Image from the candidate's website.

Should Arlington push to innovate, to find ways to improve the lives of residents? Or, should it do less, more slowly, and more fearfully? This is the question facing voters in November’s election for Arlington County Board. We think the answer is the former, and Arlingtonians should elect Matt de Ferranti.

De Ferranti, the Democratic nominee, has emphasized crafting a “new vision for Arlington’s future.” He brings a wide array of professional experiences - small city attorney, teacher/education advocate, affordable housing activist - that are pertinent to the challenges Arlington faces.

When we interviewed him for the primary, de Ferranti emphasized building housing that would be affordable across a variety of incomes and available to younger workers who can build income and own homes in the future. He was also confident about the county’s ability to provide housing and resources for those experiencing homelessness.

He said that leaders needed to be “relentless” about listening to residents, and to have shared values that can help leaders make decisions to help all residents “across income spectrums.”

De Ferranti was also cognizant of the different obstacles the board faces, saying, “[We need to] find the best ways to embrace growth that are mindful of the challenges implicit in it. There are inevitably [going to be] challenges with growth, but we shouldn’t shy away from them and we should be willing to invest in the future.”

Contrast this with John Vihstadt, the incumbent member of the Arlington County Board who is running as an independent. When we interviewed him and asked what his top achievements were, he cited creating an Inspector General for the county and shutting down projects he called wasteful. He didn’t list any positive achievements that moved the county forward.

Vihstadt has played the role of skeptic on the County Board, rarely leading on any issue but interrogating proposals before deciding to cast a vote. While asking questions is important and valuable (and we have no problem with an Inspector General ensuring taxpayer money isn’t spent fraudulently), Vihstadt has not pushed for a positive vision of his own.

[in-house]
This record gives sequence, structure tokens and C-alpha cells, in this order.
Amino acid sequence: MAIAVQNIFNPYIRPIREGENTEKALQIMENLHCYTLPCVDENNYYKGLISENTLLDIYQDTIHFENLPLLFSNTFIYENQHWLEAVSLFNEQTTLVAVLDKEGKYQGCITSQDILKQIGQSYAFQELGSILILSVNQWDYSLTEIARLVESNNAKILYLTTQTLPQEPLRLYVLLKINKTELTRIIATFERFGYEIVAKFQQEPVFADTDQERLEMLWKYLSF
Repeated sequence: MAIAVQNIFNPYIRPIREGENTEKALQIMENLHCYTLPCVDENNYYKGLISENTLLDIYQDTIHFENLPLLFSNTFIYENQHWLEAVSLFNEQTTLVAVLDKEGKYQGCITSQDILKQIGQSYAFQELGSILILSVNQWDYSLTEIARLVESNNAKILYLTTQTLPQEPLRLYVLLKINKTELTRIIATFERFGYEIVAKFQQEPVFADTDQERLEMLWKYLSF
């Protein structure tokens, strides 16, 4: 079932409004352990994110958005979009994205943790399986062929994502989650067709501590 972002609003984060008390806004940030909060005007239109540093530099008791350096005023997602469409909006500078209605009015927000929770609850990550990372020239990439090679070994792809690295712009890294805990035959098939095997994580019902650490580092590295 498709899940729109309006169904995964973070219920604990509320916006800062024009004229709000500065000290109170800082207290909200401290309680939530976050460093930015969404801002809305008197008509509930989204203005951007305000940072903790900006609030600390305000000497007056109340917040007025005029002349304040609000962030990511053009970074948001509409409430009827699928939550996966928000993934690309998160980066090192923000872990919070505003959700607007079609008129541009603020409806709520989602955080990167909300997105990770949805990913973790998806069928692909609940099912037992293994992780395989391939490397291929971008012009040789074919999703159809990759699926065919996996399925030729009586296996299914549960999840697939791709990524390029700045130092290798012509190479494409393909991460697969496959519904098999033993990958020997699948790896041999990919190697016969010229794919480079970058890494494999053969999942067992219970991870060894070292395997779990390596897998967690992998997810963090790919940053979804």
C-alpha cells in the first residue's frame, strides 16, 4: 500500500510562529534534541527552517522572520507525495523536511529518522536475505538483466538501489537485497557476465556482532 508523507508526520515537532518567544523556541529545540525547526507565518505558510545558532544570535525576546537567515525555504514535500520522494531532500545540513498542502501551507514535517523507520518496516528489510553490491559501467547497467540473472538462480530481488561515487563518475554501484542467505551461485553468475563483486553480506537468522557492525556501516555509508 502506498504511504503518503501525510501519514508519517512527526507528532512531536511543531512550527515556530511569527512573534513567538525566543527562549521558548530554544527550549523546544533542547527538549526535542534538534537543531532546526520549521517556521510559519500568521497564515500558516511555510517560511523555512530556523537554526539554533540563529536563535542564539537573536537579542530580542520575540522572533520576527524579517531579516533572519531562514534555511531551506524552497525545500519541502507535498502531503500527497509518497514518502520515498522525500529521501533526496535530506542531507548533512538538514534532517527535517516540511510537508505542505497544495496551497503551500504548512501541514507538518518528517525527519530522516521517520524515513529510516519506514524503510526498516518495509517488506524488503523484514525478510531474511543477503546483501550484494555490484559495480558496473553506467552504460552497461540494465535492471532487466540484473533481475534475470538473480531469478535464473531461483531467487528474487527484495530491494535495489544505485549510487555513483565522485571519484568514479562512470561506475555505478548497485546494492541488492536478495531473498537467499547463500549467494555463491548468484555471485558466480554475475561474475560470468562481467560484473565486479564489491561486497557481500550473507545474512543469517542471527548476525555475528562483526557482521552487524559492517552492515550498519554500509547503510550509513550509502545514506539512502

Instead, he said, some of his constituents have even criticized those times he does decide to vote with his colleagues on the County Board. This is a small segment of Arlington voters, overrepresented in some online comment sections, who think the board just needs to be more fractious and less productive. These are residents for whom the schools, transportation, and housing are perfectly fine and who like to see political fireworks. But if Arlington chooses to embrace the status quo, rather than seeking to strengthen and integrate today’s vibrant and diverse communities to better prepare for tomorrow’s, it risks a slow devolution towards stratification as a wealthy, close-in enclave of DC.

On transportation, Vihstadt rode opposition to the Columbia Pike streetcar to victory in 2014, but then was much less vociferous in pushing for improved bus service in its place. It has taken nearly four years for bus improvements to be rolled out. Had he used his bully pulpit to keep the pressure on, it’s highly likely solutions would have been advanced more quickly

Some Vihstadt supporters we know have said they feel county staff aren’t very responsive, and that Vihstadt stands up for them. We tried to ask about this in our interview, though Vihstadt didn’t take the opportunity to really opine on county staff responsiveness at that time. Others have argued that Vihstadt’s role there is skin deep; he critiques staff proposals for programs without bringing his own plans in their place. In our interview, he clearly embraced this role of interrogator and a brake on county activities.

He did suggest that he’d be open to “a conversation” about allowing multi-family housing including affordable housing in single-family areas, though he wouldn’t say if he’d ultimately support such an idea or not. This is similar to his previous stance on accessory apartments, where he did support loosening rules on basement units but opposed a related provision to allow them in garages or other external buildings outside the existing home’s footprint.

Arlington cannot afford to rest on its laurels and quibble over marginal improvements, or worse, backtrack on important existing programs that help to make Arlington a safer, more accessible, and healthy community. Voters should choose Matt de Ferranti on November 6.

This is the official endorsement of Greater Greater Washington. All endorsements are decided by our volunteer Elections Committee with input from our board and other volunteer committees.